Levee Collapse Isolates Tiny Town, Others Threatened
Levee Collapse Isolates Tiny Town, Others Threatened
Oct. 08, 1986
Undated (AP) _ Six Coast Guard boats sailed into West Alton, Mo., to help evacuate residents Wednesday after crews failed to shore up levees around the town on a narrow peninsula and both the Mississippi and Missouri rivers flooded in.
And a nearby lock and dam construction site was purposely flooded to protect it from the Mississippi's force.
Both rivers were bloated by water draining from Midwestern states ravaged by nearly two weeks of record flooding that forced an estimated 55,000 people to flee their homes.
Elsewhere, pumps slowly lowered the water in East St. Louis, Ill., which was swamped under 4 1/2 feet of water when a flood gate failed. In Arkansas, the Arkansas River flooded mostly farmland after inundating cities in Oklahoma.
At West Alton, a community of about 450 people, a levee north of town on the Mississippi side of the peninsula was breached about midnight Tuesday and sandbagging to keep out the Missouri on the south failed Wednesday. Deputies had earlier warned residents to be prepared to move to higher ground.
Coast Guard Lt. Chris Smith had warned that the Mississippi was expected to rise an additional two feet before cresting. ''When the river levels are this high, you're talking about an awful lot of water,'' he said.
About 10 miles west of West Alton, the Missouri opened a two-mile gap in a levee Tuesday and surged in a quarter-mile-wide channel 12 miles across the peninsula dividing it from the Mississippi north of St. Louis, isolating the small town of Portage des Sioux, Mo.
Coast Guard and National Guard helicopters were used to help evacuate the Portage des Sioux area.
Experts discounted the possibility that the flooding would permanently change the Missouri's course.
The Missouri crested Tuesday at nearby St. Charles, which is protected by levees, at a record for this century of 37.5 feet, 12.5 feet above flood stage. The record there was 40.1 feet in 1844.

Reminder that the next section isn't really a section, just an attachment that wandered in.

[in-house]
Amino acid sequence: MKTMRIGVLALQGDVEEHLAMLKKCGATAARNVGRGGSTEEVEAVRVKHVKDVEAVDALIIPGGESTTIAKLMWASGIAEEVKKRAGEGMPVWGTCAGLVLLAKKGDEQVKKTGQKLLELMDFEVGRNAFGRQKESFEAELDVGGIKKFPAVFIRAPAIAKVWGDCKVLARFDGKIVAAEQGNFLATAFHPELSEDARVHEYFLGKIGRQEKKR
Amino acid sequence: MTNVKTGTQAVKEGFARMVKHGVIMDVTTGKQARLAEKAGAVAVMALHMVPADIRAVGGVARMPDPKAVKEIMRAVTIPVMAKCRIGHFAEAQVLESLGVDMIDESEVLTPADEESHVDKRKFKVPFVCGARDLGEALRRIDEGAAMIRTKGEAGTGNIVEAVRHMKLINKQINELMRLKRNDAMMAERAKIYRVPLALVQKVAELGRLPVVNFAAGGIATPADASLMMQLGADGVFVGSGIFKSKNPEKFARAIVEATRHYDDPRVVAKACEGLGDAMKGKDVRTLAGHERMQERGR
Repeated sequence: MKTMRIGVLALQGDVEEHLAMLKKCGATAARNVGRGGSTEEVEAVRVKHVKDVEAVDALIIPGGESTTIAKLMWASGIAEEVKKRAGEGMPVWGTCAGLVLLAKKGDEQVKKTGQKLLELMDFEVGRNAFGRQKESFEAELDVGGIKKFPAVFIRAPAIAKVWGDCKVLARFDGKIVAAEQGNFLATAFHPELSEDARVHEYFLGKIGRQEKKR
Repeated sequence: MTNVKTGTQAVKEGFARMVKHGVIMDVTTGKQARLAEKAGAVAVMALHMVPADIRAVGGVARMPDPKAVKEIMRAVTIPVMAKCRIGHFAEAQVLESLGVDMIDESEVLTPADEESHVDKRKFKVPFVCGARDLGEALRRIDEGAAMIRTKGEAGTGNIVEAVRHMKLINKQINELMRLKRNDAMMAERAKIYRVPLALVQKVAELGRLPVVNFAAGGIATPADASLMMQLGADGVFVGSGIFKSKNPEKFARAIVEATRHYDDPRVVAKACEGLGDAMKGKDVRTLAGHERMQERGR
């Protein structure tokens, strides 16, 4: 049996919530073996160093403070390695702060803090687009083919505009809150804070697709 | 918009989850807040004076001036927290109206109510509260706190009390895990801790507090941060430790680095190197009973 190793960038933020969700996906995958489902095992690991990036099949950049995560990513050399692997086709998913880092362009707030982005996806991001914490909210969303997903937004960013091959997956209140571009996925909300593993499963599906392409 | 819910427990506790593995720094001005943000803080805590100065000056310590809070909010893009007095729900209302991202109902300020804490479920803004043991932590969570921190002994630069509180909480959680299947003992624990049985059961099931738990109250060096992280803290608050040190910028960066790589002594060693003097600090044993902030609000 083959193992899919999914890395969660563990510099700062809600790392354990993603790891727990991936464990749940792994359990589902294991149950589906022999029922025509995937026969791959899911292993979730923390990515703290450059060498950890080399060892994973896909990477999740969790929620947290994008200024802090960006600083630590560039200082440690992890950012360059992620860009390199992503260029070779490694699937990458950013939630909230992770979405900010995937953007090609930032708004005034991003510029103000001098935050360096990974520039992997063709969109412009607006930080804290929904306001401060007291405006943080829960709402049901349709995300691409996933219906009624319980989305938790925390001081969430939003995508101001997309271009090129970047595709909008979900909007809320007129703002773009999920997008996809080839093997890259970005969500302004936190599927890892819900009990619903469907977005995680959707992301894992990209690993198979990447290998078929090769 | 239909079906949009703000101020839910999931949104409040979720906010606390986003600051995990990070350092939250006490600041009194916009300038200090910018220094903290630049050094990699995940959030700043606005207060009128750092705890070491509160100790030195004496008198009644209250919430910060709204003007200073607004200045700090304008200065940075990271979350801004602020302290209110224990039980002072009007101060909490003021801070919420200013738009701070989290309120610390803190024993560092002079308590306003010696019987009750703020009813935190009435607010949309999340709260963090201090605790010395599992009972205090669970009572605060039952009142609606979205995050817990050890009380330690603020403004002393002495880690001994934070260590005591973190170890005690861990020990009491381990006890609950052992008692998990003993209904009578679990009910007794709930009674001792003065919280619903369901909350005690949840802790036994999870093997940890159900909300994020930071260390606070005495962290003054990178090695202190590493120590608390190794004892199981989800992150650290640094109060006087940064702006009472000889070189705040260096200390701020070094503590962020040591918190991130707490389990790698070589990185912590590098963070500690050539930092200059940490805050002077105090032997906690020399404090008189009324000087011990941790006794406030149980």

The Missouri has broken through or poured over 73 levees along a 200-mile stretch between Glasgo and St. Charles since Oct. 1, the Army Corps of Engineers reported.
The National Weather Service predicted the Mississippi would crest Thursday at about 40 feet at St. Louis, more than 10 feet over flood stage. In downtown St. Louis, the Army Corps of Engineers closed 20 of the 38 flood gates that protect the city.
Army Corps of Engineers spokesman Clyde Wilkes said workers began flooding a 23-acre steel coffer dam surrounding the $950 million Alton Locks and Dam construction project in an effort to protect it from the river.
He said damage caused by filling the construction site with 20 feet of water would cost about $500,000 to repair, but the cost would be much greater if the dam gave way under the river's pressure. The Mississippi was at 33.9 feet Wednesday at Alton, 12 feet of above flood stage, and was lapping at the top of the coffer dam, Wilkes said.
Upstream at Grafton, Ill., where the Illinois River meets the Mississippi, nearly 500 families were evacuated because of flooding, and Police Chief Ritchie Caldieraro said traffic was halted because of water over roads. One person died of a heart attack after moving his belongings, the chief said.
Nearly five feet of water swamped the streets of East St. Louis, Ill., and Mayor Carl Officer said Tuesday it could be weeks before the 1,200 people forced to flee can return. A broken floodgate allowed the rising Mississippi to flow into the city.
Walter Greathouse, director of the Metro East Sanitary District, said emergency crews had the gate ''95 percent closed'' and pumps were lowering the water in the flooded area at the rate of about 1 1/2 inches per hour.
President Reagan granted federal relief Tuesday to northeastern Illinois, where flood damage was estimated at $35 million. Estimated flood damage in the East St. Louis area rose to $18 million.
Most water was going down in Oklahoma, but the Arkansas River was still rising at the tiny community of Moffett, where about half of the 250 residents had fled. Most of the 500 homes flooded in Miami still contained water Wednesday, but police said water had receded from about half of the 800 flooded homes in Bartlesville.
In Arkansas, Joe Bray of the Office of Emergency Services said only farm land was flooded Wednesday.
Michigan rivers continued receding, but problems persisted in Macomb County's Harrison Township, where about 2,000 homes have been flooded by high water in canals leading from Lake St. Clair and along the shoreline.
Sandbagging efforts continued in the township for a fifth day Wednesday, said deputy township supervisor Mary Cunningham. ''I've really lost count at this point,'' he said. ''We ordered 30,000 more (sandbags) yesterday.''
Elsewhere, Montana's Milk River, which has flooded a 150-mile stretch during the past two weeks, was reported stable Wednesday at Nashua after cresting Tuesday at nearly six feet above flood stage. The town was protected by dikes.
''The river travels over 100 miles within the confines of our county,'' said Valley County emergency coordinator Terry Mercer. ''At one end, the flood is receding. At the other end, it hasn't even begun yet. It's a slow-moving flood.''